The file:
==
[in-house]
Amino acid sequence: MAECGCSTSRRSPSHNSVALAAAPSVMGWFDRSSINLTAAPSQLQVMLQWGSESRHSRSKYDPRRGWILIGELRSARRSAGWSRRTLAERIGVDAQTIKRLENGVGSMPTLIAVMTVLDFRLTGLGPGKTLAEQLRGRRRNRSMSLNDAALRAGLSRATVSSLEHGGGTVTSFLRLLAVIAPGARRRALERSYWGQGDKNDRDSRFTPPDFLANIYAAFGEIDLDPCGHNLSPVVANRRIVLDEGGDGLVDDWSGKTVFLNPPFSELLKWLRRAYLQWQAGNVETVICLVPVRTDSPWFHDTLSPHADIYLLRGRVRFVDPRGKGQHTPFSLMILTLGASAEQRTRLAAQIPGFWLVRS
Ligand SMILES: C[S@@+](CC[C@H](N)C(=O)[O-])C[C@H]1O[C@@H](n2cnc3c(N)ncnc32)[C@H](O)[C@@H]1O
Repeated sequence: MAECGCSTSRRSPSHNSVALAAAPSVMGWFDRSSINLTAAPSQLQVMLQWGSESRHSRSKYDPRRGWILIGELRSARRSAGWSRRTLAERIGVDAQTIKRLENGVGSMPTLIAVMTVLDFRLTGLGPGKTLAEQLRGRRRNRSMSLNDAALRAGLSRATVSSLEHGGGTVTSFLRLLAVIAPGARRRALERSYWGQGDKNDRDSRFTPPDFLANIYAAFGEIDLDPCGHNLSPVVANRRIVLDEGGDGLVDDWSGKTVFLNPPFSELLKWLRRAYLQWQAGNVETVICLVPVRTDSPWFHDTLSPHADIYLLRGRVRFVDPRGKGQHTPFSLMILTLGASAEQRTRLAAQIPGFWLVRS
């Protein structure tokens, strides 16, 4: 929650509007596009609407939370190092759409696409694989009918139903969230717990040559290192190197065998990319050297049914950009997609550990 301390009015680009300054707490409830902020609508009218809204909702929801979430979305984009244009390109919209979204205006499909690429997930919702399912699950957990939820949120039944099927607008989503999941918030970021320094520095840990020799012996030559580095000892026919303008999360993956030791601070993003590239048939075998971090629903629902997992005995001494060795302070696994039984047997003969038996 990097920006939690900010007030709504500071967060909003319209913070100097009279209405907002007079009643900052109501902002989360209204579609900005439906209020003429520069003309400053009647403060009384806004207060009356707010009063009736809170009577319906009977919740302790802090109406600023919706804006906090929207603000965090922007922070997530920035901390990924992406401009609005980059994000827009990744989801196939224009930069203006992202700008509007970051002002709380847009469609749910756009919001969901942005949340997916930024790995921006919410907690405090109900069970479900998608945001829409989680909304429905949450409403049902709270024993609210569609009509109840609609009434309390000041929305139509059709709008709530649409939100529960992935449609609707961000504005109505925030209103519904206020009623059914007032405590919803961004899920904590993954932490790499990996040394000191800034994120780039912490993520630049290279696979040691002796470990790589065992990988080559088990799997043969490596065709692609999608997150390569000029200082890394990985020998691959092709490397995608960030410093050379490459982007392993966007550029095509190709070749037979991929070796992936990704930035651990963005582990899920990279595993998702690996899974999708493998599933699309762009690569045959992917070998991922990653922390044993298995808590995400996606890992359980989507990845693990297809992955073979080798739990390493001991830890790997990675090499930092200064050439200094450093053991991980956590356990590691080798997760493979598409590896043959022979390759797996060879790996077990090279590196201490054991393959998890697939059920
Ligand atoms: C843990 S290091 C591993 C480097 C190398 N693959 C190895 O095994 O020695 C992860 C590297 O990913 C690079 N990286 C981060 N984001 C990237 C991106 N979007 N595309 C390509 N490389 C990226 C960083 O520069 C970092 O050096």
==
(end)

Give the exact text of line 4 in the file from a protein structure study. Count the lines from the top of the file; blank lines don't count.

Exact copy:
Repeated sequence: MAECGCSTSRRSPSHNSVALAAAPSVMGWFDRSSINLTAAPSQLQVMLQWGSESRHSRSKYDPRRGWILIGELRSARRSAGWSRRTLAERIGVDAQTIKRLENGVGSMPTLIAVMTVLDFRLTGLGPGKTLAEQLRGRRRNRSMSLNDAALRAGLSRATVSSLEHGGGTVTSFLRLLAVIAPGARRRALERSYWGQGDKNDRDSRFTPPDFLANIYAAFGEIDLDPCGHNLSPVVANRRIVLDEGGDGLVDDWSGKTVFLNPPFSELLKWLRRAYLQWQAGNVETVICLVPVRTDSPWFHDTLSPHADIYLLRGRVRFVDPRGKGQHTPFSLMILTLGASAEQRTRLAAQIPGFWLVRS